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Bullets, record rainfall fail to deter churches in Central African Republic


Years of political instability, followed by eight weeks of near-continuous rain, have made life difficult for church members in the Central African Republic.
“Brethren are really suffering and are starving of hunger and serious illness,” said missionary Worlanyo Kwesi Bor.
Nonetheless, churches in this country of 3.9 million people report growth.
Flooding in the capital city, Bangui, damaged the meeting places of two congregations. The rains left many church members without jobs for several months, “yet they continue to work in their ministries,” Bor said.
Bordered by Cameroon, Chad, Sudan and the Congo, the Central African Republic has endured political instability since independence from France in 1960. In 2003 Francois Bozize led a coup against then-president Ange-Felix Patasse, who was accused of electoral fraud.

By Erik Tryggestad
The Christian Chronicle

November 1, 2005
Years of political instability, followed by eight weeks ofnear-continuous rain, have made life difficult for church members inthe Central African Republic.
Brethren are really suffering and are starving of hunger and serious illness,” said missionary Worlanyo Kwesi Bor.
Nonetheless, churches in this country of 3.9 million people report growth.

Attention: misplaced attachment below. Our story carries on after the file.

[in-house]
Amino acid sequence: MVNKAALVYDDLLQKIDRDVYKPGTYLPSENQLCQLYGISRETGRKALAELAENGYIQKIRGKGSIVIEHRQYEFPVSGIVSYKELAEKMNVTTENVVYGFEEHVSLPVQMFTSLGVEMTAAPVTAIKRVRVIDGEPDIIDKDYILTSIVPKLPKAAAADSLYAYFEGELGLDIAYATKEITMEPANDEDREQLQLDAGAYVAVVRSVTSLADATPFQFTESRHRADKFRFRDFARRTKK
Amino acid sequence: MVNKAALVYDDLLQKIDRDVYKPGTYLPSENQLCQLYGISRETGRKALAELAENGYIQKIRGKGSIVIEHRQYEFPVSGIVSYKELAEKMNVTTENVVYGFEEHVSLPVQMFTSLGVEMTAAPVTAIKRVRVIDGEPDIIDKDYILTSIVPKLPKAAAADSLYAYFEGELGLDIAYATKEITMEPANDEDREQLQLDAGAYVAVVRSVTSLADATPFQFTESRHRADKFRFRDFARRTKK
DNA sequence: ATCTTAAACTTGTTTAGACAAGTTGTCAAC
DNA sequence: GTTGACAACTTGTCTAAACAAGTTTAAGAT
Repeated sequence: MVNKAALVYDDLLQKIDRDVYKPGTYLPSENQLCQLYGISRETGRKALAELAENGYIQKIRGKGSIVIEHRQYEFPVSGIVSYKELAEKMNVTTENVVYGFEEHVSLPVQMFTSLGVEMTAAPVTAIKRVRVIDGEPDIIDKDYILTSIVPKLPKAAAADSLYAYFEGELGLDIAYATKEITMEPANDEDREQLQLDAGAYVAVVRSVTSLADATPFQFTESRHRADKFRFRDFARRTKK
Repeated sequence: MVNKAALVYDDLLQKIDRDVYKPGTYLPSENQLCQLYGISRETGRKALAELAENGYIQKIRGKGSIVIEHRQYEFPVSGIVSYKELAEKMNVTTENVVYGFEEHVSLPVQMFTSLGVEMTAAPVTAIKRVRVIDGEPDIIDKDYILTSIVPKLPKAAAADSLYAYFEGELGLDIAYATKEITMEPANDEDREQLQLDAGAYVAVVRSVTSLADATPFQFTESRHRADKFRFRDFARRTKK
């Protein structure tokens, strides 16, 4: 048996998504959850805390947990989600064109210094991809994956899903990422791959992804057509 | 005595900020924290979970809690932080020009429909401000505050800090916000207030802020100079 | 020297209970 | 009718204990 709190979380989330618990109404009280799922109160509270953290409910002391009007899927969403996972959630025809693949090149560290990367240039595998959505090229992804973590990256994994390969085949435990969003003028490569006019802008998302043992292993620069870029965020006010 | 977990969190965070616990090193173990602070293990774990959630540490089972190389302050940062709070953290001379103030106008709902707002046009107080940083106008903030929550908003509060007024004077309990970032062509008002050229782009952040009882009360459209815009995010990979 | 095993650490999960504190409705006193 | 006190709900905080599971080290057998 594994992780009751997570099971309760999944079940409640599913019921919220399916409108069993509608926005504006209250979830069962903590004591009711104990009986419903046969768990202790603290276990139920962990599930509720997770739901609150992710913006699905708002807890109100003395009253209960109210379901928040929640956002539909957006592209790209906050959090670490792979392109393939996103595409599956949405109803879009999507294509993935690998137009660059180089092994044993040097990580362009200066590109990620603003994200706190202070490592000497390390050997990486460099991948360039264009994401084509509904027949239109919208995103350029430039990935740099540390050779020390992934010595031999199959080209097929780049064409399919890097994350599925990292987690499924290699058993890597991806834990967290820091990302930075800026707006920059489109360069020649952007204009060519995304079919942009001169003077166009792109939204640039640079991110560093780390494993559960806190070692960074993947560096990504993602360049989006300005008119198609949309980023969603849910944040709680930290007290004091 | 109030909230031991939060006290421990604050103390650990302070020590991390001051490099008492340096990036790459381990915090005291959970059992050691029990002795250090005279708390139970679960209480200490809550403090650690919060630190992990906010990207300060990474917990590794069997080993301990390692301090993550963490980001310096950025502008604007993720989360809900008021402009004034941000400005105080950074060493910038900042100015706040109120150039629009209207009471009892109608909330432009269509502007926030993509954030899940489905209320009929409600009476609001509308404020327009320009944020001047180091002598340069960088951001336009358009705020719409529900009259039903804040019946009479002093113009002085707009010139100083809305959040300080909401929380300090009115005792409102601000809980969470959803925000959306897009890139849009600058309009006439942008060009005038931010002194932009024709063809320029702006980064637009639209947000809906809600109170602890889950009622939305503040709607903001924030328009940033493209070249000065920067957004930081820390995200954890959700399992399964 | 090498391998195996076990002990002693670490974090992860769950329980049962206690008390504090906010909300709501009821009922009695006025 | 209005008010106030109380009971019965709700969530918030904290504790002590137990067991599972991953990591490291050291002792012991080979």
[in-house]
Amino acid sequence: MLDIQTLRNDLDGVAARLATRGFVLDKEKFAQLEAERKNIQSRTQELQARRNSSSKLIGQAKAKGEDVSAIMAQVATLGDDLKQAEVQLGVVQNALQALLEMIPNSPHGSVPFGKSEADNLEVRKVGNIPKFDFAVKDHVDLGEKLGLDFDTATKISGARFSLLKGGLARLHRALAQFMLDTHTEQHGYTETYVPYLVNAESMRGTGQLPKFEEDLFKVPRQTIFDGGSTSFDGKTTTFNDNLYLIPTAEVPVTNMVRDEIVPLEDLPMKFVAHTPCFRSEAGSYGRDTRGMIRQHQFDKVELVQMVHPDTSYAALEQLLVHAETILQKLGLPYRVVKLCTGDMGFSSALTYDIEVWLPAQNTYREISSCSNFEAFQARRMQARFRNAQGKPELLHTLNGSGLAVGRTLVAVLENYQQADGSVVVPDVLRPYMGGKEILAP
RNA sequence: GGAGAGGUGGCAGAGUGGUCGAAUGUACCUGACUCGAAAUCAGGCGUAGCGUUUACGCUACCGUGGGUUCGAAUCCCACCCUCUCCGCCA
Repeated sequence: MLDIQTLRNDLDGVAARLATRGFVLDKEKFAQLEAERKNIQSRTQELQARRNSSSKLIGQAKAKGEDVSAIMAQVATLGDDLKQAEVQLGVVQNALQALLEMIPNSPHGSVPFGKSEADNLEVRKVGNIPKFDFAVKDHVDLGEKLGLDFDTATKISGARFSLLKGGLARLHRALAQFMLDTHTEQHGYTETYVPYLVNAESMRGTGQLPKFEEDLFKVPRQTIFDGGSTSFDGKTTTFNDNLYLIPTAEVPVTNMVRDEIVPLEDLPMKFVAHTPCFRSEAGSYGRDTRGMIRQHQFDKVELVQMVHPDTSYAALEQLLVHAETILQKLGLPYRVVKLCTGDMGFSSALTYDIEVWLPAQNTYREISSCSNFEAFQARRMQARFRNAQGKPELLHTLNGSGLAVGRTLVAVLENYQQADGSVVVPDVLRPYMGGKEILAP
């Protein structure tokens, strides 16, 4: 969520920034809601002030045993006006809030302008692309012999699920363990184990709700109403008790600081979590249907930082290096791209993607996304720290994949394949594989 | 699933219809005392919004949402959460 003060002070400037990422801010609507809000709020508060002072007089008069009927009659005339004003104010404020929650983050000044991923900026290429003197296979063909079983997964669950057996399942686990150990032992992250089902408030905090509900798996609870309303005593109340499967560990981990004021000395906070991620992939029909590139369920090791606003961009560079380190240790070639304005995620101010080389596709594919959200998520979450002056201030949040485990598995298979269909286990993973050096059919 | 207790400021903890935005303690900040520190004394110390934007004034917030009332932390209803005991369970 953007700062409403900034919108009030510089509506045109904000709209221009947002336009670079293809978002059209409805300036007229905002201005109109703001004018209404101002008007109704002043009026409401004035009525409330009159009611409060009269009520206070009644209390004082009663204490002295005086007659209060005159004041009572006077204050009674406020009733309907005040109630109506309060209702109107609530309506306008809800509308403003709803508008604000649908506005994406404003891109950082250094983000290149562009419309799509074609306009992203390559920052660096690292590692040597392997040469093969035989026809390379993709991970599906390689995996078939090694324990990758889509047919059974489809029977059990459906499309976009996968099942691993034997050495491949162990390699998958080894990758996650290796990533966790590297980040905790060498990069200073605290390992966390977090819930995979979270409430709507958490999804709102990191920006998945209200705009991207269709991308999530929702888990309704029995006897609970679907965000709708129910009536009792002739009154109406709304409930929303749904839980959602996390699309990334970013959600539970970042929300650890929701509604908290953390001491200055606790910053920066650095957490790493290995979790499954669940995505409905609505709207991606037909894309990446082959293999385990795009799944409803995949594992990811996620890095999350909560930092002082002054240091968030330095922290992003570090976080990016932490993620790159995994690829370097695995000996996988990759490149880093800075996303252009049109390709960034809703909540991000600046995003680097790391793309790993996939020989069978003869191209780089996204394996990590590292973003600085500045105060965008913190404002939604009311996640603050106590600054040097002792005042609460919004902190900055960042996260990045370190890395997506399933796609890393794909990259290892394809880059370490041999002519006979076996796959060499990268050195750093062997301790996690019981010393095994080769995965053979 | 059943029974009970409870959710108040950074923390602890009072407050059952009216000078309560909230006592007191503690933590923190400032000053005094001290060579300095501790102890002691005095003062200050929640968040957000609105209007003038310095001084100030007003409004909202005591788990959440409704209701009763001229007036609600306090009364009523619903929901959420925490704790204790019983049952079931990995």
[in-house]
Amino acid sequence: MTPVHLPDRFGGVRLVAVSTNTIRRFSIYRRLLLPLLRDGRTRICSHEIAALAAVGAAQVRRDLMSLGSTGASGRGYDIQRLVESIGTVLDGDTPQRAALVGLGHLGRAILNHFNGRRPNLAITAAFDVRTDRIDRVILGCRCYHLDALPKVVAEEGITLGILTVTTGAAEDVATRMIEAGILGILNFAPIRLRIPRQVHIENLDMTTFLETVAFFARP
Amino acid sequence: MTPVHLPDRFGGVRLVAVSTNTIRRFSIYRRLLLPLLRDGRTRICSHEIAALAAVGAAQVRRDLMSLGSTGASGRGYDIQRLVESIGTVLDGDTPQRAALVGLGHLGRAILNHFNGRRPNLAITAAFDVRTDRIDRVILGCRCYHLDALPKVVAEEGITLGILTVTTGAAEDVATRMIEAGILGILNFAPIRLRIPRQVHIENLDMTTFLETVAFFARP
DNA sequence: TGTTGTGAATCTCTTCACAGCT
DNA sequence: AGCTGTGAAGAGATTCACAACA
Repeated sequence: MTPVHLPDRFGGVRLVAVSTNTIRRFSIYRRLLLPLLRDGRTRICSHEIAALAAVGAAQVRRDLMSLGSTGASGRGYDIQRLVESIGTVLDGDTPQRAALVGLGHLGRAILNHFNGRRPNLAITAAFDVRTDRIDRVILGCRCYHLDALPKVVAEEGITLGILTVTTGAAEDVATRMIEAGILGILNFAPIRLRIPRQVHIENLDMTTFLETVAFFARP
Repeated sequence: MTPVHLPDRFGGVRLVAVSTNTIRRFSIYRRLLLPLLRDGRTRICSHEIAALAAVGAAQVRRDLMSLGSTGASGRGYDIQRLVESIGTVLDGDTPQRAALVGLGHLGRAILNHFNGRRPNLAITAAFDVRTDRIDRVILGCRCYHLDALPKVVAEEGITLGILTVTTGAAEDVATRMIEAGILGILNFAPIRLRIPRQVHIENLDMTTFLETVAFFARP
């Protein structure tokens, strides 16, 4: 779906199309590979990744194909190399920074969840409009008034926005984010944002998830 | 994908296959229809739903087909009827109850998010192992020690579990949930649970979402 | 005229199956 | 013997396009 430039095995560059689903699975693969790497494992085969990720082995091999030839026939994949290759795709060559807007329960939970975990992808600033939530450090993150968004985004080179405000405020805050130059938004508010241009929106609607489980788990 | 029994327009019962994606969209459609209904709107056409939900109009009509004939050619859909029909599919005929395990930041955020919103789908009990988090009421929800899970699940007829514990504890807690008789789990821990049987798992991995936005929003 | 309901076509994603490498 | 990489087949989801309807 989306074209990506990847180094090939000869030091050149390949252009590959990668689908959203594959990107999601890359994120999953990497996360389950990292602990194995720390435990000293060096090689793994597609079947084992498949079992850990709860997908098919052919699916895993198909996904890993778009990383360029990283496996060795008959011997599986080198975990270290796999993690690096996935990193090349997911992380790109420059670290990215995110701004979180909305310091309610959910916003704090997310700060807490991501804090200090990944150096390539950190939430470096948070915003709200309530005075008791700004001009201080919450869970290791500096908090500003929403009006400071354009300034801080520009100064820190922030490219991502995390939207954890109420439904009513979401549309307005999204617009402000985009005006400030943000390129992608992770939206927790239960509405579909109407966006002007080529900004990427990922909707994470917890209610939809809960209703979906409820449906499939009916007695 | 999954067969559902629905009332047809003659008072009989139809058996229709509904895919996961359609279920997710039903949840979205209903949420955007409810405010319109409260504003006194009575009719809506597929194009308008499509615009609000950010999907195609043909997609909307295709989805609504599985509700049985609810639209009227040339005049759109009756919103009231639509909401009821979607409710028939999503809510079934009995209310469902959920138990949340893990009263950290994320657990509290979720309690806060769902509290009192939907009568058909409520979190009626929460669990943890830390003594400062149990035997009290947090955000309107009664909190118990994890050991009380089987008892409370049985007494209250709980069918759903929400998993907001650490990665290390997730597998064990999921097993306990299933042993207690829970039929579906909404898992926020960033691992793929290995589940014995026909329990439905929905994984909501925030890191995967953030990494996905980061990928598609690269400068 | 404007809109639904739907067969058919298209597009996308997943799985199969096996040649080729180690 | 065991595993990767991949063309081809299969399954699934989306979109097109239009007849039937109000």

Flooding in the capital city, Bangui, damaged the meeting places of twocongregations. The rains left many church members without jobs forseveral months, “yet they continue to work in their ministries,” Borsaid.
Bordered by Cameroon, Chad, Sudan and the Congo, the Central AfricanRepublic has endured political instability since independence fromFrance in 1960. In 2003 Francois Bozize led a coup againstthen-president Ange-Felix Patasse, who was accused of electoral fraud.
Bozize won 64 percent of the vote in elections held this May and calledfor national unity. The months since the election have been peaceful,Bor said.
Students converted through the World Bible School correspondenceprogram started the first churches of Christ in the country, said DoyleKee, a missionary in Geneva, Switzerland, who trains workers forFrench-speaking nations.
Kee and fellow worker Hilton Terry made survey trips to Bangui and setup a gospel campaign in 1998. Bor and his wife, Edith, agreed to movefrom Ghana to work wtih the new converts. The Mastin Lake Road church,Huntsville, Ala., supports the couple.
Today about 230 members meet in four congregations in Bangui. One ofthem, the Benzvi church, also has a Biblical Studies Center. Men wehave trained over the years are now helping with leadership,” Bor said.
Two converts have completed advanced training at a church-sponsoredschool in Cameroon, Kee said. One assists Bor; the other minsters inChad.
Church members have enrolled more than 6,000 students in the WorldBible School. Bor credits a 15-minute radio program with sparkinginterest in the course. He preaches in French and church member YouriBessin Gagarine translates the sermon into Sango, a widely spokenindigenous language.
Forty-three students signed up for World Bible School courses inGbango, a village about 25 miles outside Bangui. Eight were baptizedand started a congregation there recently. “The progress is impressiveregardless of the political and economic crises,” Bor said.

Filed under: International

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